When comparing one’s current work situation to coronavirus vaccine opt-in, remote workers stand out as being considerably more likely to want to get vaccinated for COVID-19 right away. In some cases, perhaps this may mean they want to get back to the office or their daily routines.
CivicScience data also observes the most hesitancy from those in sales or operations occupations, and we see those in service roles wanting to wait many more months than their counterparts to get theirs. As service workers are deemed essential and come in contact with the public (and cannot work from home to ride out the storm) this may be a wrinkle when it comes to getting everyone vaccinated.
Virus Concern and Stocking Up
Since March, stocking up on essential household items has been a standard among a large part of the population due to virus concerns. It has also correlated with virus concern in general: those who show grave concern about the course of the pandemic and therefore about being in public are more likely to stock up on items.
This is mirrored in the vaccine data as well. Those who are hoarding goods are more likely than their counterparts to want to get the vaccine as soon as they have the chance.
Looking further, those who aren’t stocking up are twice as likely to say they won’t get the vaccine at all.
This goes for items like hand sanitizer, disinfectant wipes, toilet paper, and paper towels specifically: those buyers are more likely to want to get the vaccine right away. However, the data also reveals that these buyers are more likely to be in both the ‘right away’ and ‘6 or more months’ groups in terms of their own inoculation timeline.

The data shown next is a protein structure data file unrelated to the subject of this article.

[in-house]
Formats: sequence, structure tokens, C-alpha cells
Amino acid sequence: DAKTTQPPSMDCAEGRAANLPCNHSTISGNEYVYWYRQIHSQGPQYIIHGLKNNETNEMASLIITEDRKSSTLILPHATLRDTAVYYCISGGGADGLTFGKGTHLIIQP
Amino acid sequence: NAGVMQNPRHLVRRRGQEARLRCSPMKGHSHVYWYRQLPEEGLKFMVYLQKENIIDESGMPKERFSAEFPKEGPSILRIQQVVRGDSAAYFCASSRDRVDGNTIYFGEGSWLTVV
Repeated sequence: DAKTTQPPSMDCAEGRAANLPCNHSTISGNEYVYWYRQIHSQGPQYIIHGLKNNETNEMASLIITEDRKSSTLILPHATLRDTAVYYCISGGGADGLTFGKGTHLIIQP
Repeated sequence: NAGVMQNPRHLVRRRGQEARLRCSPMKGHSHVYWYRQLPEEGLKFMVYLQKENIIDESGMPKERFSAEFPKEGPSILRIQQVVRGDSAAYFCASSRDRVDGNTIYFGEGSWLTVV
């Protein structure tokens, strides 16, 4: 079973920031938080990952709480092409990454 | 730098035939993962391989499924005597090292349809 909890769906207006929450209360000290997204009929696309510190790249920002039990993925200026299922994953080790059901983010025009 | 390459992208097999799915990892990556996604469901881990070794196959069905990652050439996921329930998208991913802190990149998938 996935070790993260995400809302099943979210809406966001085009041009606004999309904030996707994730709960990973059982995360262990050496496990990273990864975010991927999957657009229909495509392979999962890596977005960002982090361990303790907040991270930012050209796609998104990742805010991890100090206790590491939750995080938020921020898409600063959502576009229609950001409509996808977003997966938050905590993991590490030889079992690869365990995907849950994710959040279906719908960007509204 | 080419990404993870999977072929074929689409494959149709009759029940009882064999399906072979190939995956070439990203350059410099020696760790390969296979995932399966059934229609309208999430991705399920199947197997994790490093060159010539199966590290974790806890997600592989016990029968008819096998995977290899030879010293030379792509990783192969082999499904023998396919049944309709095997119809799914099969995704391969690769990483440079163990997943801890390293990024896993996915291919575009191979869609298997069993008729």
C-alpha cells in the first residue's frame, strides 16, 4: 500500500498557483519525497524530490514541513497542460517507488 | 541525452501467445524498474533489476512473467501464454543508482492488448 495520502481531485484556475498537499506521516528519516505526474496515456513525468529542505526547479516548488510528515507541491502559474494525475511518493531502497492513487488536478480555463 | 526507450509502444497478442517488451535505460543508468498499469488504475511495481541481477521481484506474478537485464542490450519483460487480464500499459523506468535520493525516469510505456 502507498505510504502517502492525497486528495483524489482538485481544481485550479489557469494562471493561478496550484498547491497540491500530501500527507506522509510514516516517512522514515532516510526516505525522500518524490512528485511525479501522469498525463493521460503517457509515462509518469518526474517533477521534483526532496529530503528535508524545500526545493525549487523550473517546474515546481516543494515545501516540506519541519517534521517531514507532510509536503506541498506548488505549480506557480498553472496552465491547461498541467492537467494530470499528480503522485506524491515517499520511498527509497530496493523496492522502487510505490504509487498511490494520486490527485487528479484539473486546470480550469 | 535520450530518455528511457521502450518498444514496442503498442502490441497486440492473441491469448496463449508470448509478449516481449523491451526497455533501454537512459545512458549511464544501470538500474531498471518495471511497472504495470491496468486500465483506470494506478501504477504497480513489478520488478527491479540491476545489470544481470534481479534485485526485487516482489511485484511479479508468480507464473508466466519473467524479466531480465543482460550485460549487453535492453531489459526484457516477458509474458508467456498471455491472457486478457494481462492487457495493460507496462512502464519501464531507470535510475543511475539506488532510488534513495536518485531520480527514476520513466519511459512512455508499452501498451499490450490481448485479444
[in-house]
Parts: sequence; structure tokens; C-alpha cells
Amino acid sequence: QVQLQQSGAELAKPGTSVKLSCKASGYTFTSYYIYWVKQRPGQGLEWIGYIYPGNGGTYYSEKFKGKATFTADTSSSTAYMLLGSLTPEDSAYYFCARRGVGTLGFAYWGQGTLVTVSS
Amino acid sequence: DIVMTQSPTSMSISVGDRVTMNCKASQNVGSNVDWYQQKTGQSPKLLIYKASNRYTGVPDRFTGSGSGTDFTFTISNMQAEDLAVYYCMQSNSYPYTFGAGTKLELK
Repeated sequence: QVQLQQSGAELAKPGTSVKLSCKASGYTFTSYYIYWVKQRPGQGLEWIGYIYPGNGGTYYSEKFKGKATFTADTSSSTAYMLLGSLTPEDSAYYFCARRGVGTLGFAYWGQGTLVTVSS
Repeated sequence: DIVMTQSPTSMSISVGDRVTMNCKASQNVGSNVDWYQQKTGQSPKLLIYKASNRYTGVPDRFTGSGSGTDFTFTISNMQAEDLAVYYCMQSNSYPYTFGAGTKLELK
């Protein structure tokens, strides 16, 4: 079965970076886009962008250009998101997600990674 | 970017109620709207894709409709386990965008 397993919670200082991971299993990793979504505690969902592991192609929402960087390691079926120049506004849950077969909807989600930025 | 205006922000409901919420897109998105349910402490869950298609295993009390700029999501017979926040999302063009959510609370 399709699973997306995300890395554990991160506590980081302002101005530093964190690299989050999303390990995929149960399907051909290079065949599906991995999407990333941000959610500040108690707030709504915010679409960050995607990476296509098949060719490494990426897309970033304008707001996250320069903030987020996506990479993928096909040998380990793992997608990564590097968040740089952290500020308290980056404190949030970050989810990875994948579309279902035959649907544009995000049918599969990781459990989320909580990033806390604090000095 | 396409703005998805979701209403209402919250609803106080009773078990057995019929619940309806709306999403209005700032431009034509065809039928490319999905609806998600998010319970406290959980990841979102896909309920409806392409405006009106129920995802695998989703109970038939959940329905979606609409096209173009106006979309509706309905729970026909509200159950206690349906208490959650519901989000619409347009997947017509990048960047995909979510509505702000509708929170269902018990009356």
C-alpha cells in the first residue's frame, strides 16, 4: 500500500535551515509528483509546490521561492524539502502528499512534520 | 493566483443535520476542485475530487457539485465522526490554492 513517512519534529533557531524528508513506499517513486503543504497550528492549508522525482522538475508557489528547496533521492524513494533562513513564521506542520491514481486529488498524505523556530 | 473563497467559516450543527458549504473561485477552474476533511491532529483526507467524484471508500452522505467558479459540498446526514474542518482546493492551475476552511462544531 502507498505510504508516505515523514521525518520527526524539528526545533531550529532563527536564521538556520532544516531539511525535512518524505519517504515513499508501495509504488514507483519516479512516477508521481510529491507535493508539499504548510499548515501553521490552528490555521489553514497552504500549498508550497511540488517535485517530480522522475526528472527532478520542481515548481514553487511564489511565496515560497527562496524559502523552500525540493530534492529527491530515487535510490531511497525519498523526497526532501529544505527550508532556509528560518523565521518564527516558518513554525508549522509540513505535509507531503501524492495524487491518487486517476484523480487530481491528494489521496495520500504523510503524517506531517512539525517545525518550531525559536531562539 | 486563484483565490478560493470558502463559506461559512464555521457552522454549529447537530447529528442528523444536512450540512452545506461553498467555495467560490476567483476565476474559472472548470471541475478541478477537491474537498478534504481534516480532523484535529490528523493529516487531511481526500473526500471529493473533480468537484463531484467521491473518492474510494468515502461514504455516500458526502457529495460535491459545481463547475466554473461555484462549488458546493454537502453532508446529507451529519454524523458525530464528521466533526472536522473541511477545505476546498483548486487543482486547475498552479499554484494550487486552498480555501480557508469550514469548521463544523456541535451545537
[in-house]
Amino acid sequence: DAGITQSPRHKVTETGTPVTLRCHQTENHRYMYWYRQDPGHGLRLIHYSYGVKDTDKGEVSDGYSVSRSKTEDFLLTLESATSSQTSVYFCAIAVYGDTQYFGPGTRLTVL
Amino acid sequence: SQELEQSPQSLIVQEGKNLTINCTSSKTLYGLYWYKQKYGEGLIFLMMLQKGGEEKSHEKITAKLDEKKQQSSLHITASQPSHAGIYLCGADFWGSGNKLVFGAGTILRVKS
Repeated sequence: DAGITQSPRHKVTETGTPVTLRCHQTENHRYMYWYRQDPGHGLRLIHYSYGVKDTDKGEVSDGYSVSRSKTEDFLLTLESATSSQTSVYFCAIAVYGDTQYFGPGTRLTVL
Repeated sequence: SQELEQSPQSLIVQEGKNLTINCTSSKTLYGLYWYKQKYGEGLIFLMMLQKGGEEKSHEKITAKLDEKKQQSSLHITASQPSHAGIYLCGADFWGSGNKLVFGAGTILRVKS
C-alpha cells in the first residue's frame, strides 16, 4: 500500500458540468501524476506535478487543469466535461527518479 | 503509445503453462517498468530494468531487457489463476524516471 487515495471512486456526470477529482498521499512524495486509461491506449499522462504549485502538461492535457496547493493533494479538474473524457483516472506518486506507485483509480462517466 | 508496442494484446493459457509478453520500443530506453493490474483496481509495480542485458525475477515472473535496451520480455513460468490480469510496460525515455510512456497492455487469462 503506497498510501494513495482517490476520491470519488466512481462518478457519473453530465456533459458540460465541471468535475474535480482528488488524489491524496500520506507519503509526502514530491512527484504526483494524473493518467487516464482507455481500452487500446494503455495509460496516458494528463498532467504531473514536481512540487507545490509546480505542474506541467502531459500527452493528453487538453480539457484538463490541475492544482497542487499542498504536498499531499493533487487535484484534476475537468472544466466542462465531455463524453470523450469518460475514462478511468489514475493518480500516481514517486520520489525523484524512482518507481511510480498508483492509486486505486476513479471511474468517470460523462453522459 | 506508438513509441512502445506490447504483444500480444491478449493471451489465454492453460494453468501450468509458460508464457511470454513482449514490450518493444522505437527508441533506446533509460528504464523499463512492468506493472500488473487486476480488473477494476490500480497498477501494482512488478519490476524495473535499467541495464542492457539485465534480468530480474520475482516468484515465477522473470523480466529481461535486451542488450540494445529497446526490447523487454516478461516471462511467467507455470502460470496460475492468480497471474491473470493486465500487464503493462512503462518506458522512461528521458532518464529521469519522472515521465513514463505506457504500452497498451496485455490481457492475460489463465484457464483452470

COVID in Your Orbit
Those who would get the vaccine are more likely than those who would not to know someone – either in their household or not – who was diagnosed with the coronavirus. Interestingly though, those who aren’t sure about the vaccine and whether or not they would get it are just as likely to know someone as those who want to opt in.
This data point is the perfect example of how varied this issue is, and puts a bow, so to speak, on the entire study. While most Americans plan to get the vaccine at some point (75% of U.S. adults), which is an encouraging data point in the effort to end the pandemic, there is still a good bit of uncertainty, spurred by specific concerns about the effects (and effectiveness) of the vaccine itself.